Chapter 2- The Worst of a Bad Job
st moIre like Ka symEbol-'
There in HEthe window, ELtall thing with no faLPce, starinP<g down at ME
water water everywhere
on the draws on the shelf staring RI~GHT AT ME
hekp hekp GET IT AWA
Spike woke up from the nightmare with tears in his eyes and a pounding headache. He was rubbing the side of his head when he noticed the tears. Had he been crying in his sleep? No, of course not, maybe it was some kind of a cold going around.
He got up out of his bed. The room was filled with an orange light, dimmer as it got to him. Twilight had forgotten to turn the reading light off again. He looked over to her on her bed, holding a blue book to her chest, blissfully slumbering as she rolled over. He couldn't help smiling at the sight; it reminded him of her as a filly. When you work for a pony like that your whole life, you tend to get sentimental.
Anyway. He was up, she was asleep, nothing to stop him getting a late night snack. He hopped out of bed, and jumped one foot after another each step down to the ground. It didn't take too long to get a cookie from the jar, nor to get a glass and some milk from the refrigerator. He nibbled at his snack as he trotted along to the main room again.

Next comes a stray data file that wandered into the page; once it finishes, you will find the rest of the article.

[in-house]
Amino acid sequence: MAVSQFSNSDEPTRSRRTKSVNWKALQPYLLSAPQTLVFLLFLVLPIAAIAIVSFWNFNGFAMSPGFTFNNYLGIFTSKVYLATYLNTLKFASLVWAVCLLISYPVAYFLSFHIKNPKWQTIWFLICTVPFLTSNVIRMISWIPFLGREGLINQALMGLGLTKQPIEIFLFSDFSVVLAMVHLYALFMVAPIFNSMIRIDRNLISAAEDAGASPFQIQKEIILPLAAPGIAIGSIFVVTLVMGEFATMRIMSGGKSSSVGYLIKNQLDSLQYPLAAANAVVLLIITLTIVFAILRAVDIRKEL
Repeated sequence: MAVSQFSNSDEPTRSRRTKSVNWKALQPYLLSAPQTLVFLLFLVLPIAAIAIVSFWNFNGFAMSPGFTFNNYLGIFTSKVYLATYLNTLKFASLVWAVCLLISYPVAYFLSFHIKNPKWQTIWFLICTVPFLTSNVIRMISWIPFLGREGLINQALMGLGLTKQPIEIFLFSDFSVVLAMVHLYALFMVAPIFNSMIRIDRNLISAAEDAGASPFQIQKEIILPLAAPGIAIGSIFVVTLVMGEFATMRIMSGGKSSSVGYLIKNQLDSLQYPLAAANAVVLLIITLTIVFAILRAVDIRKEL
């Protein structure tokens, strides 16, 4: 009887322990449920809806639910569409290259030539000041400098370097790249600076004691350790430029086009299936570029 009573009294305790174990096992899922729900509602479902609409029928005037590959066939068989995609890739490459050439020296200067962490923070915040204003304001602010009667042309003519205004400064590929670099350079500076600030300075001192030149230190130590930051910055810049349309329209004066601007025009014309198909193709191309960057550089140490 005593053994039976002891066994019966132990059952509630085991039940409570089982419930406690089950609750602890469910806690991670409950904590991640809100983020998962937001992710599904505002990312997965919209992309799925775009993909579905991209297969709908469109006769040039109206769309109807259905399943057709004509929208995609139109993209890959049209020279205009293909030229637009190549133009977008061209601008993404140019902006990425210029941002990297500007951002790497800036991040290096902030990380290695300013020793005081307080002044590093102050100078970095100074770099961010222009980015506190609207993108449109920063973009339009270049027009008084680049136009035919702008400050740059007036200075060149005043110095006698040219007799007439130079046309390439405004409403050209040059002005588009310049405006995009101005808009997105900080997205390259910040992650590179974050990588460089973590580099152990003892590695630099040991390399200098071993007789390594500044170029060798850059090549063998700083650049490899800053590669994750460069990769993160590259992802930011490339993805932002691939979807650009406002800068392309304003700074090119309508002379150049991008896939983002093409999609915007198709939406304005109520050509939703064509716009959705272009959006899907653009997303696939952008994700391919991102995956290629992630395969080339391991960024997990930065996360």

The shape went past the door. He gasped and snapped around, staring intently at the front door. What was that? Was he just getting jumpy? He moved towards the door. It might've been Owlowiscious; the dumb bird was probably out for exercise. But no, it seemed as though it was taller, longer, like a walking lamp post. He couldn't think of anything like that.
Nah, it was just his imagination. Jumping at shadows out the corner of his eye. Twilight would laugh if she was awake. He sighed and shook his head, then trotted up to bed. He placed the snacks by his bed, spared only a few moments to go up to Twilight on the loft and switch off her lantern, then went straight back to his bedside and dived in. (There was also him stubbing his toe in the dark, but who needed to know about that?)
As he finished his food and drink, and wriggled down into the covers, his eyes slowly drifted closed, and he felt his mind becoming cloudy.
He yawned...That's funny...He could have sworn there was another branch...by the window...just the other day...